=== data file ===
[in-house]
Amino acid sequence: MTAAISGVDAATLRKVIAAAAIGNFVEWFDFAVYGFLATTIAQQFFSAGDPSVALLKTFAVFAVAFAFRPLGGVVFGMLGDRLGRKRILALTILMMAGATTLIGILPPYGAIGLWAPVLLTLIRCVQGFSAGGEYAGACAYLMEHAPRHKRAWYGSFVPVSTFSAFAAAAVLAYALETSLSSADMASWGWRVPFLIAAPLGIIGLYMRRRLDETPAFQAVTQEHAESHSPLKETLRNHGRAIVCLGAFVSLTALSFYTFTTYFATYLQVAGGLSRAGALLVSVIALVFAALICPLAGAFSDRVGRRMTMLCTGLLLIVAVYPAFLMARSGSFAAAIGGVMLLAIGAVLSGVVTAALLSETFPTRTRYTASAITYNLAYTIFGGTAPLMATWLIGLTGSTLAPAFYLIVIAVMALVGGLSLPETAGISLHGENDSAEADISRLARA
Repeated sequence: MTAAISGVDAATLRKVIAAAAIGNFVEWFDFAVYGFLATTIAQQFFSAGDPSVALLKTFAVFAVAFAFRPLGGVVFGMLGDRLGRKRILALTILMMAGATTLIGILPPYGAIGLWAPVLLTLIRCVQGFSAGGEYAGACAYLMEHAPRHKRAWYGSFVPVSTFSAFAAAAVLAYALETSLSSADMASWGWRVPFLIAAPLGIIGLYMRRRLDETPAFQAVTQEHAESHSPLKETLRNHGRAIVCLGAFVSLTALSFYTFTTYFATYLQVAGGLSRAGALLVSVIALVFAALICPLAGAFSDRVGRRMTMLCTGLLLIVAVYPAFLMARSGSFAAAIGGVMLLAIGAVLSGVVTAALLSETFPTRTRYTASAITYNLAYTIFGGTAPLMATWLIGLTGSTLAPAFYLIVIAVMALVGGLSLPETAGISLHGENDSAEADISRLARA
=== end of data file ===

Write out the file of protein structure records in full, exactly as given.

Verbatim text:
[in-house]
Amino acid sequence: MTAAISGVDAATLRKVIAAAAIGNFVEWFDFAVYGFLATTIAQQFFSAGDPSVALLKTFAVFAVAFAFRPLGGVVFGMLGDRLGRKRILALTILMMAGATTLIGILPPYGAIGLWAPVLLTLIRCVQGFSAGGEYAGACAYLMEHAPRHKRAWYGSFVPVSTFSAFAAAAVLAYALETSLSSADMASWGWRVPFLIAAPLGIIGLYMRRRLDETPAFQAVTQEHAESHSPLKETLRNHGRAIVCLGAFVSLTALSFYTFTTYFATYLQVAGGLSRAGALLVSVIALVFAALICPLAGAFSDRVGRRMTMLCTGLLLIVAVYPAFLMARSGSFAAAIGGVMLLAIGAVLSGVVTAALLSETFPTRTRYTASAITYNLAYTIFGGTAPLMATWLIGLTGSTLAPAFYLIVIAVMALVGGLSLPETAGISLHGENDSAEADISRLARA
Repeated sequence: MTAAISGVDAATLRKVIAAAAIGNFVEWFDFAVYGFLATTIAQQFFSAGDPSVALLKTFAVFAVAFAFRPLGGVVFGMLGDRLGRKRILALTILMMAGATTLIGILPPYGAIGLWAPVLLTLIRCVQGFSAGGEYAGACAYLMEHAPRHKRAWYGSFVPVSTFSAFAAAAVLAYALETSLSSADMASWGWRVPFLIAAPLGIIGLYMRRRLDETPAFQAVTQEHAESHSPLKETLRNHGRAIVCLGAFVSLTALSFYTFTTYFATYLQVAGGLSRAGALLVSVIALVFAALICPLAGAFSDRVGRRMTMLCTGLLLIVAVYPAFLMARSGSFAAAIGGVMLLAIGAVLSGVVTAALLSETFPTRTRYTASAITYNLAYTIFGGTAPLMATWLIGLTGSTLAPAFYLIVIAVMALVGGLSLPETAGISLHGENDSAEADISRLARA